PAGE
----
The Pure Land sect of Japanese Buddhism is one of the strongest Buddhist sects in Japan, with three and a half million followers. In this book, Soho Machida provides the first detailed, objective account in English of the life and thought of its founder, Honenbo Genku (1133-1212), known as Honen.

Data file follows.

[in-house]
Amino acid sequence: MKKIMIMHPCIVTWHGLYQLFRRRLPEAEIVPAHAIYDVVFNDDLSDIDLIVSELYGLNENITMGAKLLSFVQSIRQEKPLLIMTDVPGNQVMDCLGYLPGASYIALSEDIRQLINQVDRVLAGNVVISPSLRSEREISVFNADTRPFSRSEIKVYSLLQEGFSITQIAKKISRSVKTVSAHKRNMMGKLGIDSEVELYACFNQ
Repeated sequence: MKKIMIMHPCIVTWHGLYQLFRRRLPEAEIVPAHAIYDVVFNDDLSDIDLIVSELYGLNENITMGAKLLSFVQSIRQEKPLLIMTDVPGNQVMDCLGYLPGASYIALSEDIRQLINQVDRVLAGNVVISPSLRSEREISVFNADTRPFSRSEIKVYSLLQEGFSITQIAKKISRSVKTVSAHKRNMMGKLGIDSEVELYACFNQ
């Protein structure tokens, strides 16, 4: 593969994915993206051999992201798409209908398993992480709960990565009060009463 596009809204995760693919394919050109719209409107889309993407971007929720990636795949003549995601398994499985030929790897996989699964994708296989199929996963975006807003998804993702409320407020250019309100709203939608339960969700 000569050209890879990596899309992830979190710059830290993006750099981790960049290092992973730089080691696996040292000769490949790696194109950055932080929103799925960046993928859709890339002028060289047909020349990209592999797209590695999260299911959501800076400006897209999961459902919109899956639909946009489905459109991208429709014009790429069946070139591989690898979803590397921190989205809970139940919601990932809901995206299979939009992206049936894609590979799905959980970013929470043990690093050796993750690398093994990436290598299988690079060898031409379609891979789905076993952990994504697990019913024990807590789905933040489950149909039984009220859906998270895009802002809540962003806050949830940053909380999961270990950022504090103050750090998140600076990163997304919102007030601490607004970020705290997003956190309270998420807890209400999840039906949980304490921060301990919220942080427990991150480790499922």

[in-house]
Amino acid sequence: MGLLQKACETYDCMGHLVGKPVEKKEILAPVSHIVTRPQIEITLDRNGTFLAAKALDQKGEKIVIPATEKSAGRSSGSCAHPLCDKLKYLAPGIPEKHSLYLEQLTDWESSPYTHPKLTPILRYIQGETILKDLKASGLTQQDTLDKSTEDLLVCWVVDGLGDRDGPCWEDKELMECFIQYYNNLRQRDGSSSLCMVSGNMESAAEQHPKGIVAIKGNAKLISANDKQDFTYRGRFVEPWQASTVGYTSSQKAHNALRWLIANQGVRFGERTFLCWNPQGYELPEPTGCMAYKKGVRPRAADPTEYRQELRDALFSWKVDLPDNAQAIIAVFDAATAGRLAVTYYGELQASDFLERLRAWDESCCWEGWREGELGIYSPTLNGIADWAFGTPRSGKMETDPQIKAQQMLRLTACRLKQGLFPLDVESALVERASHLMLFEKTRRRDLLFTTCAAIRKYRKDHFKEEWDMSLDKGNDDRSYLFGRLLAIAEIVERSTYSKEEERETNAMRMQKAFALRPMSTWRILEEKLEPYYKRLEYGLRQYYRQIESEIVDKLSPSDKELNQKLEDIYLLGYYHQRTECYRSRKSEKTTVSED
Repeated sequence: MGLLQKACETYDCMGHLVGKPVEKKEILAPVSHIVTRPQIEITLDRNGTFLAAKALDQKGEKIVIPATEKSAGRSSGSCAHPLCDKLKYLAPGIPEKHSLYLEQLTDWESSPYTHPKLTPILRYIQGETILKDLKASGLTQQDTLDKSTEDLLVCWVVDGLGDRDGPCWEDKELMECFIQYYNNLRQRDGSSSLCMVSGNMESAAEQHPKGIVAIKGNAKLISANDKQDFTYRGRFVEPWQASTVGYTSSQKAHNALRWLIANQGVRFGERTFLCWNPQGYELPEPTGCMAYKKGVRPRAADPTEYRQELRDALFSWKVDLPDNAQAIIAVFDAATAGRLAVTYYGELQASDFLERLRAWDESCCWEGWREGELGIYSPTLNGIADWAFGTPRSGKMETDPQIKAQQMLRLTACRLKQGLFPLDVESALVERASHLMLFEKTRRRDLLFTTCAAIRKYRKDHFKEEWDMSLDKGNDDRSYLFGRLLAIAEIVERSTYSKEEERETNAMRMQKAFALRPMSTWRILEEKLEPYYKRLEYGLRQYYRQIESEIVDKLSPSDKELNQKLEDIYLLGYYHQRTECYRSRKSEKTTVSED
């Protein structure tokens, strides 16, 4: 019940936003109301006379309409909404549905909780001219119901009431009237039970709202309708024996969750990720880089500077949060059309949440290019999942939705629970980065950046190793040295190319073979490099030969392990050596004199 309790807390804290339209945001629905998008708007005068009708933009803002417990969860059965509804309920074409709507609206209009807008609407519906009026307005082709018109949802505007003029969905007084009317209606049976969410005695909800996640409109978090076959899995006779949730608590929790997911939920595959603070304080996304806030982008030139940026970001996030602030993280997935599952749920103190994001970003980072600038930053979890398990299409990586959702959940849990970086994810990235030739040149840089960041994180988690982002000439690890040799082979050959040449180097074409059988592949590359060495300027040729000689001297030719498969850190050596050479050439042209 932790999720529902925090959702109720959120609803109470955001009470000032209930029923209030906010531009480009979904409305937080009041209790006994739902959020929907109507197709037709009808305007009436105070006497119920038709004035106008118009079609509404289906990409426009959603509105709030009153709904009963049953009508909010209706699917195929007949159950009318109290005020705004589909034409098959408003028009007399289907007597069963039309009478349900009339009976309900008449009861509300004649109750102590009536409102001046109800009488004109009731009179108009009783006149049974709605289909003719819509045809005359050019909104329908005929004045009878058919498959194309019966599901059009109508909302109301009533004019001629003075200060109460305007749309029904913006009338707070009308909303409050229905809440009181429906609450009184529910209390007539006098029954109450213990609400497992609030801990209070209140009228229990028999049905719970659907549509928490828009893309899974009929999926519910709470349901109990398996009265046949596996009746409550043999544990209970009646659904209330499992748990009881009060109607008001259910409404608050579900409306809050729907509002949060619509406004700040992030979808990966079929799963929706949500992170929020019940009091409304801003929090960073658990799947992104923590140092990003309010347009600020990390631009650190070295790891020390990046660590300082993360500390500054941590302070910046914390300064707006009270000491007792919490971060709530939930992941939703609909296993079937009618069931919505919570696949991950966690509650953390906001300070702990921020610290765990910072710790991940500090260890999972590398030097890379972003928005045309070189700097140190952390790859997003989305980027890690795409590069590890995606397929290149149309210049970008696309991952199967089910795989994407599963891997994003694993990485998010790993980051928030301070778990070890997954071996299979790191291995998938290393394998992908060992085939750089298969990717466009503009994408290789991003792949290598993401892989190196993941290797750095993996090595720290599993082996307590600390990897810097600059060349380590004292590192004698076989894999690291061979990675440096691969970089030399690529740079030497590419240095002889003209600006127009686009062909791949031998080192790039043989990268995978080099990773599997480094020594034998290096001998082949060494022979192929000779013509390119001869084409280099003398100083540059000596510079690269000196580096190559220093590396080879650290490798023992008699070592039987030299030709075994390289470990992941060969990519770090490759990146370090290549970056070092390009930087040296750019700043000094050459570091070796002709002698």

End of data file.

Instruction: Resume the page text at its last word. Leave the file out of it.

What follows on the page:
Opening with the destruction and chaos that beleaguered Kyoto during Honen's lifetime, Soho Machida explores Honen's social context to discover the roots of his thought and the source of his popularity. The Old Buddhist regime had a stranglehold on peasants, he shows, by concocting images of vindictive spirits, hell, and an apocalyptic collapse of the law in these chaotic times. Machida asserts that when Honen countered such negative, menacing images by focusing his imagination on the Pure Land and actually affirming death, he became not only a radical thinker but also the leader of a revolutionary social movement—a medieval Japanese "liberation theology." Clearly argued and informed by contemporary Western theory, this book will become the definitive source on Honen's life and thought for decades to come.